• \$\begingroup\$ @Medix2 If I understand your answer correctly, if I'm not aware of the existence of the wall (e.g. it's behind me and haven't seen it) and I try to reach the other side (I'm walking backwards), this would imply that I'm not trying to pass through the wall voluntarily (since to be voluntarily I have to be aware of it), right? Therefore, it is the DM call, as per your answer, since it is a matter of the "voluntarily" part of your argument? \$\endgroup\$ – Chepelink Oct 12 '19 at 22:42
  • \$\begingroup\$ @Chepelink They would still be voluntarily moving even if not voluntarily moving through the wall. They just need to be moving of their own volition, not being forced to move of flung \$\endgroup\$ – Medix2 Oct 12 '19 at 22:54

Let's look at the prismatic walls description and compare it to other wall type spells.

A shimmering, multicolored plane of light forms a vertical opaque wall--up to 90 feet long, 30 feet high, and 1 inch thick--centered on a point you can see within range.... As it passes or reaches through each layer, the creature must make a Dexterity saving throw or be affected by that layer’s properties as described below.

Wall Of Fire states

You create a wall of fire on a solid surface within range. You can make the wall up to 60 feet long, 20 feet high, and 1 foot thick, or a ringed wall up to 20 feet in diameter, 20 feet high, and 1 foot thick. The wall is opaque and lasts for the duration...... A creature takes the same damage when it enters the wall for the first time on a turn or ends its turn there.

Wall of Light

The wall appears in any orientation you choose: horizontally, vertically, or diagonally. It can be free floating, or it can rest on a solid surface. The wall can be up to 60 feet long, 10 feet high, and 5 feet thick......A creature that ends its turn in the wall’s area takes 4d8 radiant damage.

In the case of wall of fire the rules don't state anything similar to being willing. If a create enters the wall or finishes his turn there takes damage regardless of whether they were brought there via forced movement or via their own movement

In the case of wall of light we can see that the rules state that regardless of willingness if a creature ends its turn in the wall it takes radiant damage. So someone could be grappled and dragged to the wall before receiving the damage however passing through does not do damage.

Comparing these to Prismatic Wall which mainly differs from them with the line you mentioned my interpretation is that Prismatic wall does not deal damage to someone forced to pass through it however as the word 'Attempt' is used I believe that asking your ally to shove you past the Prismatic wall still counts as trying to pass through.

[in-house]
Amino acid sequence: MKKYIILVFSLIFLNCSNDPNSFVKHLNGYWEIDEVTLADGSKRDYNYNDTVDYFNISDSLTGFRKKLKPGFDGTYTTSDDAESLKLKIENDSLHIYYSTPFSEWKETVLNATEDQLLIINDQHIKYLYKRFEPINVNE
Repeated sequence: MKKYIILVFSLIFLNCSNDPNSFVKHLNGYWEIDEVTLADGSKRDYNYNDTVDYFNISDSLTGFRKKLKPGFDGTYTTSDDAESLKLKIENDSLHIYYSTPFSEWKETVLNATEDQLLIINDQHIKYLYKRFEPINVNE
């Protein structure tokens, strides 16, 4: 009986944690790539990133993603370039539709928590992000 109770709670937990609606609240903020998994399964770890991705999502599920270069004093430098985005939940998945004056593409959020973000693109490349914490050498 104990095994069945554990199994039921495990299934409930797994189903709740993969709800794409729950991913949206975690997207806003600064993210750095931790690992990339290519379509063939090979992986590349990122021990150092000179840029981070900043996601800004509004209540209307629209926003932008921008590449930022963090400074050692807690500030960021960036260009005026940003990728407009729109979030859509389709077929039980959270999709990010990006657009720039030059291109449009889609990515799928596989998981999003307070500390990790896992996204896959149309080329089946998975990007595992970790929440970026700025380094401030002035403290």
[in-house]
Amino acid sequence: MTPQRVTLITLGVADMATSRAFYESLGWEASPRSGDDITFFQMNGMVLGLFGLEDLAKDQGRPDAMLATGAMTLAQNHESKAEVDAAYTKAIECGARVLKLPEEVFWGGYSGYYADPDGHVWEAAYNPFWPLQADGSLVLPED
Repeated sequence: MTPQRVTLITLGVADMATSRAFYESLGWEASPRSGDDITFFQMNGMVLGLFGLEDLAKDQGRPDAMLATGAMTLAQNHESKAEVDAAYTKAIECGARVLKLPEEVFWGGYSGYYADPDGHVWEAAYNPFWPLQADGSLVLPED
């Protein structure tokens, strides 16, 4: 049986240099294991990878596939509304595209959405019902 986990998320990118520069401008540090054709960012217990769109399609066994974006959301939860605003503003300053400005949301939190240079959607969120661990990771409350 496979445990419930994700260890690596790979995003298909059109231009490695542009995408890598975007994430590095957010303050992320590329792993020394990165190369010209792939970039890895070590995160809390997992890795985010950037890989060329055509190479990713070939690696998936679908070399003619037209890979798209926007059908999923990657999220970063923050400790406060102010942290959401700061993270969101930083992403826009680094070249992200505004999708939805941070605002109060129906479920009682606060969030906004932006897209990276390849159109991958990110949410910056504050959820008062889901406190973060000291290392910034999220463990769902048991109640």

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Relevant developer tweet

As stated in the relevant tweet, prismatic wall IS triggered by forced movement. It is a 9th level spell, and it's meant to be insanely powerful.

Many of the contrived interpretations here make it barely better than a 9th level, cool-looking, wall of force (a 5th level spell), with a bit of sight/spell blocking added.

But if this spell breaks your game, the DM can obviously rule differently. If your player has this spell, state your interpretation before they use it.

Suggestions include not allowing movement unless it was willing, or limiting the damage to 1 pass-through per turn. You could even invent a reason such as creatures that take damage from the wall take 1 round to finish crossing it, etc.

Although tweets by WoTC developers are not RAW, it is as close as we get. Most of the interpretations that try to limit this spell effectively neuter it to being a waste of a 9th level spell slot. At that point, might as well remove it and allow your player/NPC to cast a more fun spell, if you think it's too abusable.

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    \$\begingroup\$ Please note that despite the name of that website, it is just a 3rd party collection of devolper tweets and calling them Sage Advice is misleading as that is the name of official rulings published on WotC's website. It is better to quote the material directly, which also protects against link-rot. \$\endgroup\$ – Someone_Evil Oct 20 at 11:49
  • \$\begingroup\$ Also worth noting that those tweets are only examples of how the respondent would rule at the time they wrote the tweet. There are enough examples by Jeremy Crawford of conflicting rulings, which further degrades the usefulness of this information. \$\endgroup\$ – NautArch Oct 20 at 13:00